Is it true that if $\mbox{Ext}^{1}(P,M)=0$ for every finitely generated module $M$ then $P$ is projective? Or that if $\mbox{Ext}^{1}(M,Q)=0$ for every finitely generated module $M$ then $Q$ is injective?

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    $\begingroup$ For injectives this is just Baer's criterion. The interesting notion where the test modules M are required to be finitely presented yields Q that are called FP-injective or absolutely pure. They are the pure submodules of injective modules, and over Prüfer domains they are the divisible modules. Ext definitely does not commute will-nilly with direct limits since Q is a direct limit of Zs, but Ext(Q,Z)=R is not equal to the limit of Ext(Z,Z)=0. $\endgroup$ – Jack Schmidt May 27 '10 at 4:11

For the first question you already have had an answer in Is it true that if $\operatorname{Ext}^{1}_{A}(P,A/I)=0 $ for all $ I$ then $P$ is projective? if $\mathrm{Ext}^1_{\mathbb Z}(P,M)=0$, then it depends on the axioms of set-theory whether the conclusion is true or not. The answer to the second question is yes, it is one of the basic characterisation of injective modules that $\mathrm{Ext}^1(A/I,Q)=0$ for all ideals $I$ iff $Q$ is injective. As for the question in your title, the answer should be no for the second variable (irrespective of the axioms of set theory, but I am too lazy to try to come up with an example). For the first variable things are a little bit more interesting: If $M$ is the direct limit of ${M_\alpha}$, then we have a spectral sequence with $E_2$-term $lim^i\mathrm{Ext}^j(M_{\alpha},Q)$ ("lim" means inverse limit, there is some strange problem with using "varprojlim" which sometimes works and sometimes doesn't) and converging to $\mathrm{Ext}^{i+j}(M,Q)$. Somewhat strangely this spectral sequence does not seem to formally give the above characterisation of injective modules as there is a potential $lim^1\mathrm{Hom}(M_{\alpha},Q)$ contribution.


A short comment, which I can't post as a comment as I've just opened a new account (I apologize). The $R^1\varprojlim \mathrm{Hom}_R(M_{\alpha}, Q)$ contribution can be taken care by arranging the transition maps in the directed system $(M_{\alpha})$ to be injective.

Suppose we show $\mathrm{Ext}^1_R(\cdot, Q)$ vanishes on all finitely generated $R$-modules ($R$ Noetherian: we'll be using that the category of finitely generated $R$-modules is abelian when $R$ is Noetherian). We can write $M$ as the directed union of its finitely generated $R$-submodules and arrange all transition maps to be injective. Applying $\mathrm{Hom}_R(\cdot, Q)$ to the injection $M_{\alpha}\to M_{\alpha'}$, $\alpha'\ge\alpha$, we have an exact-in-the-middle seq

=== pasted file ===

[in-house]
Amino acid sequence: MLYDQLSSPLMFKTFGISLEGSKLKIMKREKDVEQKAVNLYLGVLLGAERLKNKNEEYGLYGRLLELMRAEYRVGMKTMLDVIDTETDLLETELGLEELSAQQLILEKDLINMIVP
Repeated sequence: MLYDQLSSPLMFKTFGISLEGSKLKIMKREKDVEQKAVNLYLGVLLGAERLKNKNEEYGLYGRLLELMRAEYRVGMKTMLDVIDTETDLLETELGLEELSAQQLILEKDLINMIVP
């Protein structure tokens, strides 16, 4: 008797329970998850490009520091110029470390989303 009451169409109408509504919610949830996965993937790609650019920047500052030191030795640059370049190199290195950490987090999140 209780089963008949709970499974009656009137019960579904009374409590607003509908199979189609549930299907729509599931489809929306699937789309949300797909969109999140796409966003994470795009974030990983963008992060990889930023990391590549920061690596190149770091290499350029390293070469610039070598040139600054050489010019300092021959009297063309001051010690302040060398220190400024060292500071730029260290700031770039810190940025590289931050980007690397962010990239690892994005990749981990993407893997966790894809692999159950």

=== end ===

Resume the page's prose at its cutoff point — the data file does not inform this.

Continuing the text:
$$\mathrm{Hom}_R(M_{\alpha'}, Q)\to \mathrm{Hom}_R(M_{\alpha}, Q) \to \mathrm{Ext}^1_R(A, Q)$$

for $A$ a finitely generated $R$-module. That is, the inverse system $(X_{\alpha})$, $X_{\alpha} := \mathrm{Hom}_R(M_{\alpha}, Q)$, satisfies the Mittag-Leffler condition (because $\mathrm{Ext}^1_R(A, Q) = 0$) and therefore it has vanishing $R^1\varprojlim (\cdot)$.

Torsten's answer shows that in the case $R$ is Noetherian, one reduces to check injectivity of an $R$-module $Q$ to computing $\mathrm{Ext}^1_R(R/\mathfrak{p}, Q)$ to be trivial for all prime ideals of $R$ (as for $M$ finitely generated, given ses's of finitely generated $R$-modules:

$$0\to M'\to M\to M''\to 0$$

and by functoriality of Ext's, we get exact-in-the-middle sequences

$$\mathrm{Ext}^1_R(M'', Q)\to \mathrm{Ext}^1_R(M, Q)\to \mathrm{Ext}^1_R(M', Q)$$

so if we show vanishing of the outer terms, we show vanishing of the middle one. This reduces consideration to the case of simple $R$-modules (again, here $R$ is Noetherian!), ie. of the form $R/\mathfrak{p}$, $\mathfrak{p}$ a prime ideal).

Eg. Let $R = \mathbf{Z}/p^2\mathbf{Z}$. Showing $R$ is an injective $R$-module is equivalent to showing $\mathrm{Ext}^1_R(R/p, R) = 0$. More in general, can show $\mathbf{Z}/n\mathbf{Z}$ is injective as a module over itself this way.



The answer to the first question is positive, if $P$ is itself finitely generated. Indeed, then $P$ is a direct summand of a free module, hence projective. In general, $Hom(P,-)$ does not commute with colimits. Moreover, it commutes only if $P$ is compact (this is the definition of compactness), so I don't think that in general such $P$ will be projective.

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    $\begingroup$ Are you sure you don't need the ring to be Noetherian? $\endgroup$ – ashpool May 27 '10 at 21:51
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    $\begingroup$ Of course, I assumed that the ring is Noetherian. Otherwise it is very strange to consider the subcategory of finitely generated modules. $\endgroup$ – Sasha May 28 '10 at 3:48

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